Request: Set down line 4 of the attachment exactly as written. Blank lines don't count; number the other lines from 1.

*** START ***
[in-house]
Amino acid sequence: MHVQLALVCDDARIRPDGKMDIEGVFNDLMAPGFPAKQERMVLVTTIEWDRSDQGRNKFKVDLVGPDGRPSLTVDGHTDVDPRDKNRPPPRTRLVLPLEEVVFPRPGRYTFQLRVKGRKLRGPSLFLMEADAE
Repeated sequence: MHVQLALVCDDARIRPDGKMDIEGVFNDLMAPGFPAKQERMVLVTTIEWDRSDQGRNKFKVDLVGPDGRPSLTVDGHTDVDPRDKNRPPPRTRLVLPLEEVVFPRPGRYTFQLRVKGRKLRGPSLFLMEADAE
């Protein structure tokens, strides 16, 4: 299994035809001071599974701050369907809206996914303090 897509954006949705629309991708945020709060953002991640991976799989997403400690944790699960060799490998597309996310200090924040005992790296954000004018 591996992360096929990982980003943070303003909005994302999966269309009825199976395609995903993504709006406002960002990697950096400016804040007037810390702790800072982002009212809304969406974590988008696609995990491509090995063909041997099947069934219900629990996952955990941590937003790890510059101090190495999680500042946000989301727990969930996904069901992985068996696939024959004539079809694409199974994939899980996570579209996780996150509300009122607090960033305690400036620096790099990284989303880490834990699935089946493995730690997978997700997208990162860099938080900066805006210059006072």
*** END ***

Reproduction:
């Protein structure tokens, strides 16, 4: 299994035809001071599974701050369907809206996914303090 897509954006949705629309991708945020709060953002991640991976799989997403400690944790699960060799490998597309996310200090924040005992790296954000004018 591996992360096929990982980003943070303003909005994302999966269309009825199976395609995903993504709006406002960002990697950096400016804040007037810390702790800072982002009212809304969406974590988008696609995990491509090995063909041997099947069934219900629990996952955990941590937003790890510059101090190495999680500042946000989301727990969930996904069901992985068996696939024959004539079809694409199974994939899980996570579209996780996150509300009122607090960033305690400036620096790099990284989303880490834990699935089946493995730690997978997700997208990162860099938080900066805006210059006072």